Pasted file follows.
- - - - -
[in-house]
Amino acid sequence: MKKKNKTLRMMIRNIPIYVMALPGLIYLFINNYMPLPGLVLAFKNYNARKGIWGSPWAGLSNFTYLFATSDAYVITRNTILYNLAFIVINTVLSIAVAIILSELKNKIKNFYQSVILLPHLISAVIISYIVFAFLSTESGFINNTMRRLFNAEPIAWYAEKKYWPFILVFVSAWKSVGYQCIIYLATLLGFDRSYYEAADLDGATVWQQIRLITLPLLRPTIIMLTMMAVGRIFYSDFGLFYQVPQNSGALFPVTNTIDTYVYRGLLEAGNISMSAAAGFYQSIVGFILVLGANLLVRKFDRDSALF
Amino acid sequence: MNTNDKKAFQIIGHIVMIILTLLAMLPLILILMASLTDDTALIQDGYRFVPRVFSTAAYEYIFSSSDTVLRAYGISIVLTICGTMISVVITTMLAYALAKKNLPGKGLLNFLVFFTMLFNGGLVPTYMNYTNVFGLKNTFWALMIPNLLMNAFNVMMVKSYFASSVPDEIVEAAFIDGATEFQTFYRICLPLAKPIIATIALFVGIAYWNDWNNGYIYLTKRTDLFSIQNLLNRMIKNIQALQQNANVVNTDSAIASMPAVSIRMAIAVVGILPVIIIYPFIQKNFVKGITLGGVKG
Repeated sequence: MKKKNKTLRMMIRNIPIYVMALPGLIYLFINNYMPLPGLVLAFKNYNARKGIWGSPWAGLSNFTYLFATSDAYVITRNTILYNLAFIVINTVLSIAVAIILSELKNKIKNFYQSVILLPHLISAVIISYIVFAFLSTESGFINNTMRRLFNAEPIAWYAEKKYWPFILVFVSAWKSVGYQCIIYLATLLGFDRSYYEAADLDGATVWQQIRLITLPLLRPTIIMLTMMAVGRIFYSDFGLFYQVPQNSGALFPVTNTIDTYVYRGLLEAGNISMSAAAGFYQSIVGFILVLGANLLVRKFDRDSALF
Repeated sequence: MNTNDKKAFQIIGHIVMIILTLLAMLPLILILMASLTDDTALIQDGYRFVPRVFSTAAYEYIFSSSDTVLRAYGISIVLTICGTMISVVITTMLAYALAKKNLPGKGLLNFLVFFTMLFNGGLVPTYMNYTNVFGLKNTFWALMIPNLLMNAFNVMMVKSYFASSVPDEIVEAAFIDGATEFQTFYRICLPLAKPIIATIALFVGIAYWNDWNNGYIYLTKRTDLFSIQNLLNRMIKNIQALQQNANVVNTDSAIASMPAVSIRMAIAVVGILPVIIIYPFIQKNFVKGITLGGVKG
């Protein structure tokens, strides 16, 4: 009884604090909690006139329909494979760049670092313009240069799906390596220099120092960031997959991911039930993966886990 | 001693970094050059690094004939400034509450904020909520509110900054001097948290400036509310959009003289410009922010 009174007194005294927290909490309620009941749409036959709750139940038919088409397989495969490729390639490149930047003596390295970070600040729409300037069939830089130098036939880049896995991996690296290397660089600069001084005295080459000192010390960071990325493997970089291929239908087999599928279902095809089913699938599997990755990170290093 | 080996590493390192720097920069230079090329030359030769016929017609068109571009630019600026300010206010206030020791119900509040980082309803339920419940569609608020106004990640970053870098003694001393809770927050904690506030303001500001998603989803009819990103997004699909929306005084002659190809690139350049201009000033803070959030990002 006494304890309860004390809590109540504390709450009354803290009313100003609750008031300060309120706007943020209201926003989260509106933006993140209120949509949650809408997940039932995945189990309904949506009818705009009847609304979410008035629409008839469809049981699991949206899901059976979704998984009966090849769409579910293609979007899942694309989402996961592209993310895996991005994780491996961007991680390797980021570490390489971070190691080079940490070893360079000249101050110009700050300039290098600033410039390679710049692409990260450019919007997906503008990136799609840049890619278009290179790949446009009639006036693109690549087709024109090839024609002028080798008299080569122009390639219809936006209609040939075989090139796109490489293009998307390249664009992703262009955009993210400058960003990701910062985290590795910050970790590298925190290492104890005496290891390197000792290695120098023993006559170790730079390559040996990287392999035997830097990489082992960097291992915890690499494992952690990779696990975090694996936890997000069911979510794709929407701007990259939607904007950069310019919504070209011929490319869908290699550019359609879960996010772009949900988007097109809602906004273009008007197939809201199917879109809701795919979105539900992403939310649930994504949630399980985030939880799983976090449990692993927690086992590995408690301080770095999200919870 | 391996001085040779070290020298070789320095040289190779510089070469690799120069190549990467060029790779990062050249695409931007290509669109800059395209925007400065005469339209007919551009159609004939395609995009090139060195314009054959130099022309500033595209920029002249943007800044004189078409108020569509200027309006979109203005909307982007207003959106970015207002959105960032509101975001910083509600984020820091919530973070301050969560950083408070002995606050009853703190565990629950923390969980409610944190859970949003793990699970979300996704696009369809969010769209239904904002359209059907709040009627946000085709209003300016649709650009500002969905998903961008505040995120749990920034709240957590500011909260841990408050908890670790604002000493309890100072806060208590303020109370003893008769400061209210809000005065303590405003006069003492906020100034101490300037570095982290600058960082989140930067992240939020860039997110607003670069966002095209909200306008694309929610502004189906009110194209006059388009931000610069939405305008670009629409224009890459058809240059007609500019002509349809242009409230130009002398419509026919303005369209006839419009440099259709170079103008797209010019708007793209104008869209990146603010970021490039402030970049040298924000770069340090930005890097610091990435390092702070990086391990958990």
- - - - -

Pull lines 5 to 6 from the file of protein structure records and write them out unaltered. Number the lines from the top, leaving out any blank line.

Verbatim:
Repeated sequence: MNTNDKKAFQIIGHIVMIILTLLAMLPLILILMASLTDDTALIQDGYRFVPRVFSTAAYEYIFSSSDTVLRAYGISIVLTICGTMISVVITTMLAYALAKKNLPGKGLLNFLVFFTMLFNGGLVPTYMNYTNVFGLKNTFWALMIPNLLMNAFNVMMVKSYFASSVPDEIVEAAFIDGATEFQTFYRICLPLAKPIIATIALFVGIAYWNDWNNGYIYLTKRTDLFSIQNLLNRMIKNIQALQQNANVVNTDSAIASMPAVSIRMAIAVVGILPVIIIYPFIQKNFVKGITLGGVKG
């Protein structure tokens, strides 16, 4: 009884604090909690006139329909494979760049670092313009240069799906390596220099120092960031997959991911039930993966886990 | 001693970094050059690094004939400034509450904020909520509110900054001097948290400036509310959009003289410009922010 009174007194005294927290909490309620009941749409036959709750139940038919088409397989495969490729390639490149930047003596390295970070600040729409300037069939830089130098036939880049896995991996690296290397660089600069001084005295080459000192010390960071990325493997970089291929239908087999599928279902095809089913699938599997990755990170290093 | 080996590493390192720097920069230079090329030359030769016929017609068109571009630019600026300010206010206030020791119900509040980082309803339920419940569609608020106004990640970053870098003694001393809770927050904690506030303001500001998603989803009819990103997004699909929306005084002659190809690139350049201009000033803070959030990002 006494304890309860004390809590109540504390709450009354803290009313100003609750008031300060309120706007943020209201926003989260509106933006993140209120949509949650809408997940039932995945189990309904949506009818705009009847609304979410008035629409008839469809049981699991949206899901059976979704998984009966090849769409579910293609979007899942694309989402996961592209993310895996991005994780491996961007991680390797980021570490390489971070190691080079940490070893360079000249101050110009700050300039290098600033410039390679710049692409990260450019919007997906503008990136799609840049890619278009290179790949446009009639006036693109690549087709024109090839024609002028080798008299080569122009390639219809936006209609040939075989090139796109490489293009998307390249664009992703262009955009993210400058960003990701910062985290590795910050970790590298925190290492104890005496290891390197000792290695120098023993006559170790730079390559040996990287392999035997830097990489082992960097291992915890690499494992952690990779696990975090694996936890997000069911979510794709929407701007990259939607904007950069310019919504070209011929490319869908290699550019359609879960996010772009949900988007097109809602906004273009008007197939809201199917879109809701795919979105539900992403939310649930994504949630399980985030939880799983976090449990692993927690086992590995408690301080770095999200919870 | 391996001085040779070290020298070789320095040289190779510089070469690799120069190549990467060029790779990062050249695409931007290509669109800059395209925007400065005469339209007919551009159609004939395609995009090139060195314009054959130099022309500033595209920029002249943007800044004189078409108020569509200027309006979109203005909307982007207003959106970015207002959105960032509101975001910083509600984020820091919530973070301050969560950083408070002995606050009853703190565990629950923390969980409610944190859970949003793990699970979300996704696009369809969010769209239904904002359209059907709040009627946000085709209003300016649709650009500002969905998903961008505040995120749990920034709240957590500011909260841990408050908890670790604002000493309890100072806060208590303020109370003893008769400061209210809000005065303590405003006069003492906020100034101490300037570095982290600058960082989140930067992240939020860039997110607003670069966002095209909200306008694309929610502004189906009110194209006059388009931000610069939405305008670009629409224009890459058809240059007609500019002509349809242009409230130009002398419509026919303005369209006839419009440099259709170079103008797209010019708007793209104008869209990146603010970021490039402030970049040298924000770069340090930005890097610091990435390092702070990086391990958990």